Forest gold

In September and October, the woods are full of people with baskets, torches and little trowels.

Because that is when you can find forest gold.

Hiding there under moss and in the dark damp secret places of the woods, if you look very carefully, you can uncover chanterelles and other delicious mushrooms.

(However, if you ask a Swede where to find great mushrooms, they will say, “Over there!” as they point to an area of forest the size of a small country. Their mushroom spots are guarded jealously and the location handed down from generation to generation.)

I took the anklebiters, the dog and an empty basket in the hopes of picking some of our own forest gold.

Chanterelles are very small and hard to find. You have to concentrate on the tiny details of the forest floor.

Soon the woods were ringing with excited cries, “I’ve found a house of mushrooms!”

“I’ve found a palace!” “I’ve found a whole family!”

“Have you found any yet, mama?” shouted the happy children.

“Well, I’ve found the last blueberry,” I said helpfully.

Soon, the basket was full of edible gold.

Dusk crept over the silent trees with the setting sun breaking free and shining gloriously for a few minutes.

I looked up – and discovered my very own forest gold.

For more stories. please visit: My World.

(Click the photos to enlarge.)

78 thoughts on “Forest gold

  1. Your photography is so incredibly sensitive. And your words as well. Like poetry in words and images. I love the way you capture moments. Like snippets of a dream…
    I recognize mushroom picking, even though I used to pick another kind with my parents.;)


  2. What a great post! It’s really great seeing the mushrooms you have there. We love mushroom season here (and everywhere else we have lived and hunted for them!). I’m posting a link here that will bring up a couple of posts we’ve done on the mushrooms we’ve seen this past year in the Sierra foothills. I think one of the reasons I find them such wonderful things is that they appear when the flowers have gone, and their colors brighten the fall and winter landscape so beautifully.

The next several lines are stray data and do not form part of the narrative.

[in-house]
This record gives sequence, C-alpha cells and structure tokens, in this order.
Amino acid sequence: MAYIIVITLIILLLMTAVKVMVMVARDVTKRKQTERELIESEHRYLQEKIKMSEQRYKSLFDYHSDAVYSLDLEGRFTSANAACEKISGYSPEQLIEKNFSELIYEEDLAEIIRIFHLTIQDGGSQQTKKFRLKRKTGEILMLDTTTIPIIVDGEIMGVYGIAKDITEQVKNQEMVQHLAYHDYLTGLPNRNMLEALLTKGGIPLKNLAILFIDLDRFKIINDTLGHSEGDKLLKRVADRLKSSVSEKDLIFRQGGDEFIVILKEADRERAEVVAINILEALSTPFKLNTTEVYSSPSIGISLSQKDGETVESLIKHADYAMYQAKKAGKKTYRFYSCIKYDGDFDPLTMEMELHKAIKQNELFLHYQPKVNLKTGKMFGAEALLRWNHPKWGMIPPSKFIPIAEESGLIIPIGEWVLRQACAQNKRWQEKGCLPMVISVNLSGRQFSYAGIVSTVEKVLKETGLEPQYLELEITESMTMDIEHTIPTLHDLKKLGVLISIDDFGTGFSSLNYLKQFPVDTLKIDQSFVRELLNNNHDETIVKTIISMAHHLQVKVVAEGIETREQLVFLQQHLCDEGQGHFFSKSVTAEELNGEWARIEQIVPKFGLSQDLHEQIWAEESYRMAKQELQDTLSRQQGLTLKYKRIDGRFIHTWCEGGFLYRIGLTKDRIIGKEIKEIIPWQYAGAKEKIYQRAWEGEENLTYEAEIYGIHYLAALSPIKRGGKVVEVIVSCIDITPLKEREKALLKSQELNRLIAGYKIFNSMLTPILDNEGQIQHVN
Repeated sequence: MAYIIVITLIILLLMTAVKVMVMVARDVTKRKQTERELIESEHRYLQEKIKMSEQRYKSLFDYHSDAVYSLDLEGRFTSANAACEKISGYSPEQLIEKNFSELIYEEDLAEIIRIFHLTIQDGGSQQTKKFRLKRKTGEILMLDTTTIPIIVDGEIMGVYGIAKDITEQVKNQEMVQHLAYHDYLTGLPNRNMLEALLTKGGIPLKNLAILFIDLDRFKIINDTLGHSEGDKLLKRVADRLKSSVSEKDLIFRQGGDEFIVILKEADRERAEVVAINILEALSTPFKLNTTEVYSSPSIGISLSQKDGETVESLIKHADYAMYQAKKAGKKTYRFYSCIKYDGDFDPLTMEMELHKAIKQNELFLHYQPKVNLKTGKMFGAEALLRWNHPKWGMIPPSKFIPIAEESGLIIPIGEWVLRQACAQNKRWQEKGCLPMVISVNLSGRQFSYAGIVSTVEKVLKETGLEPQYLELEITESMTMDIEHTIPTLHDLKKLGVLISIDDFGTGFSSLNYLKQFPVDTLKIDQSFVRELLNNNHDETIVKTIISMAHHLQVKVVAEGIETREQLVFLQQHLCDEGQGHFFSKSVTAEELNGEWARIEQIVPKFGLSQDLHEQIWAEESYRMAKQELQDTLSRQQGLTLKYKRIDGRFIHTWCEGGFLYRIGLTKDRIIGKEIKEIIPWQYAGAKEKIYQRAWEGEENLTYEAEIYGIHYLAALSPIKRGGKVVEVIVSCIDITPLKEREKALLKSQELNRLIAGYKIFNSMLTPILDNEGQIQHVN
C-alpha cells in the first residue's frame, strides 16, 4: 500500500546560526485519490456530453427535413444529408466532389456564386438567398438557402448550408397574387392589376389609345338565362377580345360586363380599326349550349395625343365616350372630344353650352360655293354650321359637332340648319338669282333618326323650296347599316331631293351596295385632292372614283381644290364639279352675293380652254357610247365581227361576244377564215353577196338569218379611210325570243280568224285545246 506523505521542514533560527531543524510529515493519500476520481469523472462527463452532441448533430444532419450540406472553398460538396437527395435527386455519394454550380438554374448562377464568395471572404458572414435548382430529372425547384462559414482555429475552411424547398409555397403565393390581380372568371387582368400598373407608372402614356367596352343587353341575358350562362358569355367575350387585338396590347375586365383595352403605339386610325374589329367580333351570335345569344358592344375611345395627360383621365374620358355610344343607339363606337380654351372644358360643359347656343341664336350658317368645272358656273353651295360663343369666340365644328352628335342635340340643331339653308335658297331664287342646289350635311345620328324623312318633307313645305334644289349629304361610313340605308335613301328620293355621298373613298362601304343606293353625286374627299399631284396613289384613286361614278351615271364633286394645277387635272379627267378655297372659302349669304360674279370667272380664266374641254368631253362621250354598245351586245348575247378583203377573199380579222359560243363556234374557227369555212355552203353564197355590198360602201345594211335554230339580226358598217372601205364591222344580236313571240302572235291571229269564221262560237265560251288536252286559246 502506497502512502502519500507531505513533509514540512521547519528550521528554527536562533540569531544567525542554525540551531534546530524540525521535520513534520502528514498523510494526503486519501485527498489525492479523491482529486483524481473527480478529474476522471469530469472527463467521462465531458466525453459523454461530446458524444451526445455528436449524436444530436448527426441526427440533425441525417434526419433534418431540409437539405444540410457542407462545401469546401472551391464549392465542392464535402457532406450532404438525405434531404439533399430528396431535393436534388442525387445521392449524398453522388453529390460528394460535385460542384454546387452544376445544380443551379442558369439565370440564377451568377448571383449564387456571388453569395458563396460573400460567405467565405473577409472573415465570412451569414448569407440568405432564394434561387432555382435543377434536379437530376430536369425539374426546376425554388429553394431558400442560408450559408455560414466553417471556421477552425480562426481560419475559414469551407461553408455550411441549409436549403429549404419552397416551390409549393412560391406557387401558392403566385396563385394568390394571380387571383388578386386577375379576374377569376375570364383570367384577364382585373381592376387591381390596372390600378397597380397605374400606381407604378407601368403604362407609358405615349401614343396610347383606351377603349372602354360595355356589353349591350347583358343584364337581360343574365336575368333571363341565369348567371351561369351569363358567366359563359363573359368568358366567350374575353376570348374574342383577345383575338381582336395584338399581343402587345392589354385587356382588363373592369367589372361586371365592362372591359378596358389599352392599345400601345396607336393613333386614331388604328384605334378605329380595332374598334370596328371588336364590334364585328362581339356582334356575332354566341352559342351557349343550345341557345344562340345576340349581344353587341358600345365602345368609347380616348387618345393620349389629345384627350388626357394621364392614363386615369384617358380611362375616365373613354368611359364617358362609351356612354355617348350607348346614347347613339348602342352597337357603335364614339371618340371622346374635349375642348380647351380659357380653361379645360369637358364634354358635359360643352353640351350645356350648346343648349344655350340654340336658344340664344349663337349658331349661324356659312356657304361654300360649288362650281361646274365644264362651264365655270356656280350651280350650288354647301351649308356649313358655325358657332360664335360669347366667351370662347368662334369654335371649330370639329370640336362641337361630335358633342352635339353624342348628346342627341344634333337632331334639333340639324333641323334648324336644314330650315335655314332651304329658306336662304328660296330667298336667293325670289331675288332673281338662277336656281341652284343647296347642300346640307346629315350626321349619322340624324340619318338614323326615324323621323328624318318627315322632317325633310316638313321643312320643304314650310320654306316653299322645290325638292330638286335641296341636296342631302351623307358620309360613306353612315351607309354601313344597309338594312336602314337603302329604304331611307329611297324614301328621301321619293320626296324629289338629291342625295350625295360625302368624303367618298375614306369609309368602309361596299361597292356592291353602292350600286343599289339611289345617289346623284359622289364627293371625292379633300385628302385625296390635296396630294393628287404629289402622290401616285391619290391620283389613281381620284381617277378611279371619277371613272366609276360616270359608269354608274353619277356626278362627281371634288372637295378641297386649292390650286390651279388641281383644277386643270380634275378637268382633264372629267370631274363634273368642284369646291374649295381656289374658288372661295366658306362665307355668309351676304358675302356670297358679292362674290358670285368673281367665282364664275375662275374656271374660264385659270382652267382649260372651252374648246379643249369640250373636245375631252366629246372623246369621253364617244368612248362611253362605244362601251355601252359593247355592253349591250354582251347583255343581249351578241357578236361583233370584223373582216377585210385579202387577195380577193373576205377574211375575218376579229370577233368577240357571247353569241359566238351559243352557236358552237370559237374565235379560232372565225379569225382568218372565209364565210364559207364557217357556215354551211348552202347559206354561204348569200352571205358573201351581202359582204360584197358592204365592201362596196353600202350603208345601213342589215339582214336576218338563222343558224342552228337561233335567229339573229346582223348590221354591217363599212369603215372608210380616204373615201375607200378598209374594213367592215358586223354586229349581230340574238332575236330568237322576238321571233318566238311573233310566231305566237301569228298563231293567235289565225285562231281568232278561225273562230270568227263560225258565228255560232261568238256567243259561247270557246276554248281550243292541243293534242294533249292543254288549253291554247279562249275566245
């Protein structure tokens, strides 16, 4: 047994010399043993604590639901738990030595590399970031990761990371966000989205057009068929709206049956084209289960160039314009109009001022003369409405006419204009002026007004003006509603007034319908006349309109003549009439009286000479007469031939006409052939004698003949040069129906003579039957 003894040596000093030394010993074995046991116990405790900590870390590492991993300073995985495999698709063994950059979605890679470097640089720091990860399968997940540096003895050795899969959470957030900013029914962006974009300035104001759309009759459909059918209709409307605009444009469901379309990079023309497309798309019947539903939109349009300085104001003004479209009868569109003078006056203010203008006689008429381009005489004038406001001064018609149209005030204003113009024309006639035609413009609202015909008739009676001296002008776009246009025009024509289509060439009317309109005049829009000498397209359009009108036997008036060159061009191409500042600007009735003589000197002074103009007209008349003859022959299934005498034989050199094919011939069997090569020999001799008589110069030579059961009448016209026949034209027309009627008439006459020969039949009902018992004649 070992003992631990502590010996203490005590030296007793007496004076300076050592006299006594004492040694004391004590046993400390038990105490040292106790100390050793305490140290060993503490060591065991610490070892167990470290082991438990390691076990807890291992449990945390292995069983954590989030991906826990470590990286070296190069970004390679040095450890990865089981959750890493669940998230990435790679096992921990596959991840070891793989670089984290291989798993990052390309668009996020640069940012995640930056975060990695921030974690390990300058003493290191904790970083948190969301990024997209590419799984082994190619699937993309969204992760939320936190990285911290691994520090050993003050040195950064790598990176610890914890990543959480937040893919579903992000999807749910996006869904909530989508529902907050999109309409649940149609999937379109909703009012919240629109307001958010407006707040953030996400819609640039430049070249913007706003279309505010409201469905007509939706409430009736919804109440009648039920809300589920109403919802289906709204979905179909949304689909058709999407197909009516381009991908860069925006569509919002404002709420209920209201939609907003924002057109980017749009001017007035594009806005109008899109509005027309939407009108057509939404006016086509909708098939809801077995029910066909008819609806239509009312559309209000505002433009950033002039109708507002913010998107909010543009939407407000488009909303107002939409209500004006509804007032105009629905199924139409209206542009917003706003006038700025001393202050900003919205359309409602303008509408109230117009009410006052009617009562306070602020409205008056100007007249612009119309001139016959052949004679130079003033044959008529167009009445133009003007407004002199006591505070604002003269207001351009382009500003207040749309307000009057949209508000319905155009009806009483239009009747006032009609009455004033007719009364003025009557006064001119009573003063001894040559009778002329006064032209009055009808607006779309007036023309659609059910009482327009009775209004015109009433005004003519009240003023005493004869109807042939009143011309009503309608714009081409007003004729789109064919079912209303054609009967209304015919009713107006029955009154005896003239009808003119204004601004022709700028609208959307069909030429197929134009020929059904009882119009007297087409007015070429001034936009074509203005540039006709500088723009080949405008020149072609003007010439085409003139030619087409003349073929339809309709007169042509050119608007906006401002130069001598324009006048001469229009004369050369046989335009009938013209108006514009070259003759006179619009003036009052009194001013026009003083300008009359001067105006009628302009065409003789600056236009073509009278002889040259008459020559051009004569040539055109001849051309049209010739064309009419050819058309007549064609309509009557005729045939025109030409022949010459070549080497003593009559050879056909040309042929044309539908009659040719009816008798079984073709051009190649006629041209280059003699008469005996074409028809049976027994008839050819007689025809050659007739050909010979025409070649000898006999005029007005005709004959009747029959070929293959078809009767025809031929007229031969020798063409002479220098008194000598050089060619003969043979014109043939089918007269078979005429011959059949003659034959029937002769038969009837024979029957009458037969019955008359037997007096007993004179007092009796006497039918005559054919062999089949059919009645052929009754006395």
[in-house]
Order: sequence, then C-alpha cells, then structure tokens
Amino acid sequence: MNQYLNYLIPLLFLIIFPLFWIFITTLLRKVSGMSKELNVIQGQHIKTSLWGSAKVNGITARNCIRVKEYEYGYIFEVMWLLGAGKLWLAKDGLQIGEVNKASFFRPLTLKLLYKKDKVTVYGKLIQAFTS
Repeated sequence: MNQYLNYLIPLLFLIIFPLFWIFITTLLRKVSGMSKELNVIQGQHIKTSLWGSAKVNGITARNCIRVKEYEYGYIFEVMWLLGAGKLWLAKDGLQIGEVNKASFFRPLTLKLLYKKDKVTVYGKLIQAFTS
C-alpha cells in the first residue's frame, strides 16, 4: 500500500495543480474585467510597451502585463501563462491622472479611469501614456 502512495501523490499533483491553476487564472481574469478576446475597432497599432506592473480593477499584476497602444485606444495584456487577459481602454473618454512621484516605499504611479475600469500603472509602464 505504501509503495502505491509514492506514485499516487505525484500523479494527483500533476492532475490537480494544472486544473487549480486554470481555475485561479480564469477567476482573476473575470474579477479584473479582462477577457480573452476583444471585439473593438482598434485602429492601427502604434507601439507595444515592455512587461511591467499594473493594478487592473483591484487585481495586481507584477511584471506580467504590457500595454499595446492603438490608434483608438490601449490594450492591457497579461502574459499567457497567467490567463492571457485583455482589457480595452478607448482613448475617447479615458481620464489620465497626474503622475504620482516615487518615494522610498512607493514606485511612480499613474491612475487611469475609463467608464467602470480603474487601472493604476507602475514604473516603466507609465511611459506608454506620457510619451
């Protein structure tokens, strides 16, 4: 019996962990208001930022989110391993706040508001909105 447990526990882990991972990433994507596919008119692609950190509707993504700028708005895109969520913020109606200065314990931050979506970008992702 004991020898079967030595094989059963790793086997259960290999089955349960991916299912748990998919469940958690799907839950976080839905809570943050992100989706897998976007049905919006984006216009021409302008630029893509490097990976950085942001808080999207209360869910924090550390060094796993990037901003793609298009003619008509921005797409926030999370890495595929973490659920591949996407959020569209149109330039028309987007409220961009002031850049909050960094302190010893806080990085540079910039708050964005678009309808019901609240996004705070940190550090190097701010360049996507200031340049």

3. Lovely images, I love mushrooms but am afraid I might kill myself picking the wrong ones one day I hope to be shown the secret world of champignons!


  4. Wonderful photos and so good that you’re passing on your knowledge to your children. I’m still learning the names! Mushroom hunters have been stalking our forests for weeks now during the day. I don’t know what happens at night 😉


  5. I wish I could tell the good mushrooms from the bad. My Mom can and will harvest edible fungi that she finds growing in a little patch on my lawn. I don’t dare do that myself.

    Thank you for stopping by my place the other day and leaving such a lovely note. You’re welcome to visit any time.



  6. Oh I love cantarelles, but wouldn’t dare pick my own, I’m too afraid I’ll pick the wrong kinda mushroom and end up sick! Even though I know we have a lot around our house and I’ve picked some I thought were right, I just have been too scared to eat them…but they are SO GOOD….what do you make with them?


  7. The mushrooms are a wonderful gold colour, and that blueberry is the bluest blueberry I’ve ever seen. Fabulous photos, and a fairy tale of a story.
    — K

    Kay, Alberta, Canada
    An Unfittie’s Guide to Adventurous Travel


  8. Beautiful post.

    I love finding mushrooms in the woods but have never had the nerve to pick any. I’m afraid I might poison my husband and myself. Someday I hope to find a guide who will show me all of the wonderful edible things that grow in the area where I live. 🙂